1st November 2003
ROGER SCOTT CRAIG
THE OTHER HALF OF LIVERPOOL EXPRESS
By Michael Cimino of Cottage Views Magazine (www.cottageviews.com)
Reviewing the notes I scribbled down while listening to The Best of Liverpool Express or the first time I now openly admit that my original convictions were not only correct but have intensified with each additional play.
I wrote, that The Best of Liverpool Express contains an overabundance of McCartney-esque melodies balanced by Harry Nilsson wistfulness, 10CC buoyancy, and a little “White Album” wit. If these songs popped on the radio, and you didn’t know better, you’d believe that they were long-lost Beatles tracks. Any Beatles-fan, or Anglo-music-phile, should not be without this collection. But I couldn’t have said it better myself, but then again, I did, didn’t I?
Cottage Views: I can’t believe that Liverpool Express was never big here in the states. What happened?
Roger Scott Craig: We were in the European charts, and we were slated to do the US tour in 1977 with Rod Stewart and something happened with our manager. Somebody at Warner Brothers was sleeping with our manager’s wife and our manager went into Warner Brothers, threw a few tables, and tried to kill the guy. We were abruptly taken off the tour (laughs). At least, from my own memory, that’s what happened at the time. That incident was what ruined our chances of doing well in America.
C. V.: How did you originally hook up with Billy Kinsley to form Liverpool Express?
R. S. C.: I had joined the Merseybeats when I first moved from Ireland, and being in the Merseybeats his name would come up all the time; Billy used to be in the band, I knew Billy was a great singer, and then I heard the song “Annabella” on the radio and I just loved this guys voice. I loved this song and
then I realized he’s the guy who is playing soccer with me every week! I hadn’t really put two and two together. At the time the other two guys and myself who ended up being Liverpool Express were working as a three piece band and we really needed a good singer so Billy and I started chatting. That’s how Liverpool Express came together all through football, or soccer as they call it out here.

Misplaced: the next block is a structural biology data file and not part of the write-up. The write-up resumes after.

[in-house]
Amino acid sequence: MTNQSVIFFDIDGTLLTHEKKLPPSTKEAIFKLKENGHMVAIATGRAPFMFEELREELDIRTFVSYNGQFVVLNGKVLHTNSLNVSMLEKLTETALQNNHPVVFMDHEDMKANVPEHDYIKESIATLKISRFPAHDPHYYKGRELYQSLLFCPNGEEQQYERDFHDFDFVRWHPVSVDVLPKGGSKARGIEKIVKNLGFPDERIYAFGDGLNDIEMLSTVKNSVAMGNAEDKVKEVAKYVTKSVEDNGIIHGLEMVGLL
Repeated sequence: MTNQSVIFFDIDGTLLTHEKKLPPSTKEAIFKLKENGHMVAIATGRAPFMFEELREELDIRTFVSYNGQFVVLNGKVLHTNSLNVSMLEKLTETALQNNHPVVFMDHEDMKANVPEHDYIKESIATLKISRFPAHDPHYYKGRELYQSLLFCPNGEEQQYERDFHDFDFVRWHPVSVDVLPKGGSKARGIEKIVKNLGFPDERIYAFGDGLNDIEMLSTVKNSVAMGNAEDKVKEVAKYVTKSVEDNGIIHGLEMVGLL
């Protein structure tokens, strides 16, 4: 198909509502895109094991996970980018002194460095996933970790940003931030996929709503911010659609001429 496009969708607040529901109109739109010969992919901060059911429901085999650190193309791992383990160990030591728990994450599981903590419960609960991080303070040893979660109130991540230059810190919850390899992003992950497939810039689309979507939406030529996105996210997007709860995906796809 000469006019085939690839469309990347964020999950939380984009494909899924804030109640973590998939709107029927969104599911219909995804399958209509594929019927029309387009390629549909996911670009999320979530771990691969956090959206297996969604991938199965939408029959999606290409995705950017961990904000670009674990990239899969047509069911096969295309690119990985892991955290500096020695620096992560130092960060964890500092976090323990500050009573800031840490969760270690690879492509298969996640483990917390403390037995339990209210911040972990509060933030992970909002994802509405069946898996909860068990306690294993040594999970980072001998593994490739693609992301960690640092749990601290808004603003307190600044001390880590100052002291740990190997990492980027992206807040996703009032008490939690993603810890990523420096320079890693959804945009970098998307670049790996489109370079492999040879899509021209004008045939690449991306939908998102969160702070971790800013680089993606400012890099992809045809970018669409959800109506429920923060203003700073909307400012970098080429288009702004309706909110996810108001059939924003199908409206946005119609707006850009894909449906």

C. V.: Is it true that you were asked to join Foreigner at one point?
R. S. C.: Yeah. After I left the UK and came to the states the guitar player Robin LeMesurier, who played with Rod Stewart, called and said, “There’s a band in New York called Foreigner who are looking for a keyboard player”, and I had never heard of Foreigner (laughs). I had no idea who they were, so I
got their album and learned a few of the tracks and auditioned. I was almost offered the job to do the Foreigner 4 tour, but the guy who had done the sessions on the album, I’ve forgotten his name now, changed his mind and decided he wanted to do the tour after all. They’ve called a few times since but I’ve never ended up working with them. I really admire those guys, Mick Jones and Lou Gramm.
C. V.: I understand that you’ve had some success in other bands while Liverpool Express had been on hiatus. What are they?
R. S. C.: When I first moved to the states I had a band in L. A. called Fortune, on MCA, that did quite well, but in the early nineties I put my own recording studio together and started writing music for TV commercials and started doing some work for Warner Brothers scoring movies. Then a few years later somebody approached us and asked us to do another album. As it happened we really couldn’t put the old band together so we started a new band – the original singer from Fortune, Larry Green, and myself – called Harlan Cage. He’s also known as L. A. Green. He sang on the Top Gun soundtrack. That was in the middle nineties and I’ve since then done six albums. We’ve done pretty well in Europe and Japan.
C. V.: How would you describe the music?
R. S. C.: I’d say it’s Foreigner Mark II (laughs). It’s melodic. It’ harmonies, good arrangements, that’s what I’d like to think.
C. V.: And then there is yet another band you have called 101 South?
R. S. C.: Yeah. We had done three Harlan Cage albums and the singer and I decided to do separate projects. He was working with Ritchie Zito at the time so I decided I’d do my own project and I found a great singer whose name is Greg Lynn Hall. It’s a very similar style to the Harlan Cage albums but just a different singer, so that’s called 101 South.
C. V.: When did you get the inspiration for the new Liverpool Express song “John, George, Ringo & Paul”?
R. S. C.: .: I actually wrote that way back in the Liverpool Express days. We did a version of it but at the time I didn’t have the tools to make a production of it. Now that I have my own studio I thought of it as a round about way of Billy and I getting back together again and doing some songs.
C. V.: I can’t wait to hear the new stuff. I’ve been listening to the Best of disc non-stop and the material is just fantastic.
R. S. C.: It’s very Beatle-ish, isn’t it? That is one of the strengths in Billy’s writing. A lot of people say he’s just like Paul McCartney. In fact McCartney said he’s more like McCartney then he is himself (laughs).
C. V.: Yeah. It reminds me of Wings.
R. S. C.: Yeah. It was the Band on the Run era, actually. I have a good story about that. I was working in Liverpool with Mike McCartney, Paul’s brother, during the Band on the Run era. We did some tracks and Mike sent them down to London to a couple of companies, and the A&R guy at one of the companies said, “The tracks are pretty good, but if I were you I’d fire the drummer.” And Mike says, “ùFunny. That drummer is the drummer who’s playing on the top selling album in the world this week.” And the guy says, “ùWell, who’s that?” and Mike says, “My brother Paul!” (laughs).